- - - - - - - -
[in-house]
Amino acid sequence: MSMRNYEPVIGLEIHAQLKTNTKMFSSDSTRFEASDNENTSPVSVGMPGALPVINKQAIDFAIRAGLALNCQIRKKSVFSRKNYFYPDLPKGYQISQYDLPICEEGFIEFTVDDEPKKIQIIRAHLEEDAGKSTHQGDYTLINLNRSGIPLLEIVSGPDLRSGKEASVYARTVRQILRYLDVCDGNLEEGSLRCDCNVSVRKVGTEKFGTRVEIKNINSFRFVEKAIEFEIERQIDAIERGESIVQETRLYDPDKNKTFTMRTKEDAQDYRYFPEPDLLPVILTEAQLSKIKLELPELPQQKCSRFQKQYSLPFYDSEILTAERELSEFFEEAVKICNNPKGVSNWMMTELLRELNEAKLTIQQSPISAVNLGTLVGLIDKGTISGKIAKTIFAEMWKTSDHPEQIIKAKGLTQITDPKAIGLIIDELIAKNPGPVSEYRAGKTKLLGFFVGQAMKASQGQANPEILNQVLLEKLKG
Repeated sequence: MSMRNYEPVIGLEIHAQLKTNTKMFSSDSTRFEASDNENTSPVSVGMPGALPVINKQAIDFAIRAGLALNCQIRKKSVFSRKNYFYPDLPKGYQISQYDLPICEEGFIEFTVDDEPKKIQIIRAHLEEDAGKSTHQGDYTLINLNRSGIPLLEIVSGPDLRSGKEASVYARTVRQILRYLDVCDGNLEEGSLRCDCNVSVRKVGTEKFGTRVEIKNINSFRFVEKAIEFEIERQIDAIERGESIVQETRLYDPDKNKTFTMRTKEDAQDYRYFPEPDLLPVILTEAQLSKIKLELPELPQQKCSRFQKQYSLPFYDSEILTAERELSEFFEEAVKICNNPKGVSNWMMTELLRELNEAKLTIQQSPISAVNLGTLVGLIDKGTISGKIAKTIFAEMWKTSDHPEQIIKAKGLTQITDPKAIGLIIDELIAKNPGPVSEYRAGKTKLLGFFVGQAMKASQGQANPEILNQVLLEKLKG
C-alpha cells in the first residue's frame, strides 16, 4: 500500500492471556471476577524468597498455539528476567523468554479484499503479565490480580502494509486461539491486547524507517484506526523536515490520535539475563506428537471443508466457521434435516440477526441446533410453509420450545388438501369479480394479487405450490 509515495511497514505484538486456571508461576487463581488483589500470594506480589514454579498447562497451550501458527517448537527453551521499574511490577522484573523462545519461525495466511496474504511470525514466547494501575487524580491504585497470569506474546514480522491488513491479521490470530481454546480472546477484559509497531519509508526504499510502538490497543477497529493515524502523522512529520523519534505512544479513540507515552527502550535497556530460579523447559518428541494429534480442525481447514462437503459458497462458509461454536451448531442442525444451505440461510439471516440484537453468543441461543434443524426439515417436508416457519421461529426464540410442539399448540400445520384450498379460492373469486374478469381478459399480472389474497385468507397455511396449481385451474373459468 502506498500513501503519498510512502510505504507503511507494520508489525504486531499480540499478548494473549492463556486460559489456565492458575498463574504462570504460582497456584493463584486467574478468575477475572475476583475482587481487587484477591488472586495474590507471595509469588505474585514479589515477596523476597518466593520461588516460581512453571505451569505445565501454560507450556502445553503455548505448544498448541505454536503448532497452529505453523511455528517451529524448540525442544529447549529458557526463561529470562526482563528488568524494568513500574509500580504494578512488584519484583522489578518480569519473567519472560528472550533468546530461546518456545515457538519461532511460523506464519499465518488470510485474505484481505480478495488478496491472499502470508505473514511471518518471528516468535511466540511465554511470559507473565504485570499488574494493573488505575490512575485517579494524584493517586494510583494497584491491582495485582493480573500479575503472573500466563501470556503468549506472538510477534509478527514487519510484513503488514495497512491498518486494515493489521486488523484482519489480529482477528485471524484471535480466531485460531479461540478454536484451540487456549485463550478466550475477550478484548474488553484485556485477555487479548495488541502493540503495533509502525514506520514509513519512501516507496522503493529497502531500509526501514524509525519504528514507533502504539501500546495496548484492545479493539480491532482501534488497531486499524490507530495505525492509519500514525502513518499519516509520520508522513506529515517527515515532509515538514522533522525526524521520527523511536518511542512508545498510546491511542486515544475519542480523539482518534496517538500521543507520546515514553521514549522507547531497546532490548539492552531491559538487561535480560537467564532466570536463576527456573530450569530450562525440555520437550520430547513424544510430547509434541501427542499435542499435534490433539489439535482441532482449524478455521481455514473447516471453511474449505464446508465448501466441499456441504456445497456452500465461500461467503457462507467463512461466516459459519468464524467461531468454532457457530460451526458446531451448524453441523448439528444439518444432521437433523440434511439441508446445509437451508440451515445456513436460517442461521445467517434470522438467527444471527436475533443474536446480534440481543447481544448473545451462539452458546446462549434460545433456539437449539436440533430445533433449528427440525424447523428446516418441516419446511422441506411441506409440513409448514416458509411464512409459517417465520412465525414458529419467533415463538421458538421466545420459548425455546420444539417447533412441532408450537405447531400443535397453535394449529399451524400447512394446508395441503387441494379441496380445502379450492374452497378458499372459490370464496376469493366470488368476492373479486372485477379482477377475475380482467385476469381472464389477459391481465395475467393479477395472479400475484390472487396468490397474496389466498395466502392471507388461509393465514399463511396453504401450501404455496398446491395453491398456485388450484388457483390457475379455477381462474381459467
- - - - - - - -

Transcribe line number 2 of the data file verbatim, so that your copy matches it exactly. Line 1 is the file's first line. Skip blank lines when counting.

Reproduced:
Amino acid sequence: MSMRNYEPVIGLEIHAQLKTNTKMFSSDSTRFEASDNENTSPVSVGMPGALPVINKQAIDFAIRAGLALNCQIRKKSVFSRKNYFYPDLPKGYQISQYDLPICEEGFIEFTVDDEPKKIQIIRAHLEEDAGKSTHQGDYTLINLNRSGIPLLEIVSGPDLRSGKEASVYARTVRQILRYLDVCDGNLEEGSLRCDCNVSVRKVGTEKFGTRVEIKNINSFRFVEKAIEFEIERQIDAIERGESIVQETRLYDPDKNKTFTMRTKEDAQDYRYFPEPDLLPVILTEAQLSKIKLELPELPQQKCSRFQKQYSLPFYDSEILTAERELSEFFEEAVKICNNPKGVSNWMMTELLRELNEAKLTIQQSPISAVNLGTLVGLIDKGTISGKIAKTIFAEMWKTSDHPEQIIKAKGLTQITDPKAIGLIIDELIAKNPGPVSEYRAGKTKLLGFFVGQAMKASQGQANPEILNQVLLEKLKG